- Assessment and feedback
- Mark and give feedback on 100 assignments in an hour through peer-marking
- Using peer assessment in Chemical Engineering
- Peer review of virology essays
- Filming role-played mental health consultations for assessment
- 99 per cent of Dr Daven Armoogum’s students have given his new feedback system the thumbs up. Here’s why
- Do students use feedback or just look at the mark? Dr Pam Donovan set out to find the answer
- How a symposium can be used to assess students’ work
- How a career in the Navy inspired Dr Paul Bartlett’s latest assessment innovation
- Internationalisation of the curriculum and global citizenship
- Key skills and PPD
- Large-group teaching
- Object-based learning
- Peer-assisted learning
- Peer observation of teaching
- Personal tutoring
- Problem-based learning
- Research-based learning
- Small-group teaching
- Teaching administration
"Teaching what is at the cutting edge makes the need to fully grasp the basic principles become more obvious."
Professor Alan Aylward, Dept of Physics and Astronomy
How a symposium can be used to assess students’ work
11 April 2014
Judith Hillmore heard Dr Suzanne Ruddy, UCL Molecular Biosciences, tell attendees at the UCL Teaching and Learning Conference 2014 how her students take part in a realistic symposium as part of their assessed work.
Dr Suzanne Ruddy explained how third-year undergraduates completed a research project and delivered an oral presentation as part of the Molecular Biosciences Undergraduate Research Symposium – a new model developed for the 2013/14 academic year.
The aim is to offer an authentic experience of a symposium that, just like the Teaching and Learning event at which Suzanne was presenting, takes the form of a one-day conference with parallel sessions, reception and industry representatives.
Undergraduates now present abstracts ahead of the conference, followed one week later with oral presentations of their projects, to a mixed audience of staff and students.
As in previous years, staff assess the presentations and this mark contributes to the final project mark. Suzanne says it is a marked improvement on the week-long intensive presentation schedule previously employed, where attendance numbers were small and diminished as the week drew on.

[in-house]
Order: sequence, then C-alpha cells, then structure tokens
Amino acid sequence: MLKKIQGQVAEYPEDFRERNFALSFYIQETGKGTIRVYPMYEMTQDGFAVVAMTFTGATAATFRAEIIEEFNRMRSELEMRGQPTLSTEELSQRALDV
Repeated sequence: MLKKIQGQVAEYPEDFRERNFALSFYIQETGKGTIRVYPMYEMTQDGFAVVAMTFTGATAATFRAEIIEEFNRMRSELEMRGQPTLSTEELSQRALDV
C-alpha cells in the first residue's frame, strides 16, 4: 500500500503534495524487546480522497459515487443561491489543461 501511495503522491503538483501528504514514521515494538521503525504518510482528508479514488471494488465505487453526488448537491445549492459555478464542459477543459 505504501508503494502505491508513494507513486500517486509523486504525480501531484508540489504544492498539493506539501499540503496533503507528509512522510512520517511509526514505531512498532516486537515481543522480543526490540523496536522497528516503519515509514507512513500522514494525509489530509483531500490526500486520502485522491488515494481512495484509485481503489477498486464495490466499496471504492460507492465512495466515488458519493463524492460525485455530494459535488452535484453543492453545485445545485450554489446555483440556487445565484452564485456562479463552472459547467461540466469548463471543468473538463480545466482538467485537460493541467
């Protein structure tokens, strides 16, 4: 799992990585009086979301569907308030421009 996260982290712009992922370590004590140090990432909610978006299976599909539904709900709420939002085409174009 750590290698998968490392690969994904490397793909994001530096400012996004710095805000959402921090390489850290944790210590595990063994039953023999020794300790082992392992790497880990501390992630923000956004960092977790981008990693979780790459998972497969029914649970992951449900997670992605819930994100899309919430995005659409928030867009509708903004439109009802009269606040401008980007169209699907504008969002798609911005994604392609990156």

As a result of the experience, Suzanne says final year students learn presentation skills and gain familiarity with the structure of a scientific conference.
The benefits for students include:
- increased confidence
- appreciation of the importance of telling the story of their research
- understanding of the relevance of their own work in relation to others’
- the chance to see their peers present and to reflect on how far they have come in three years.
There is also the benefit of practising networking skills with staff, relevant professional bodies and industrial representatives. Additionally, the symposium takes place before the students submit their final written project report, and students reported that this was very beneficial in making them consider the overall context of their research and the implications of their findings.
The earlier abstract deadline and necessity to have figures and data interpretation ready for the symposium helped break down the large task of the written dissertation, since this effectively ensured that these aspects of the final report were complete well in advance of the final report deadline.
Feedback gained as a result of the question and answer session or the informal reception at the end of the day, can also be incorporated into their written discussion.
First and second year students were also invited to attend, and these attendees gained through seeing the range of research subjects available (relevant for their future project selection), as well as what will be expected of them in the coming years.
The event is partially funded by a Teaching Innovations Grant.
Page last modified on 11 apr 14 14:28
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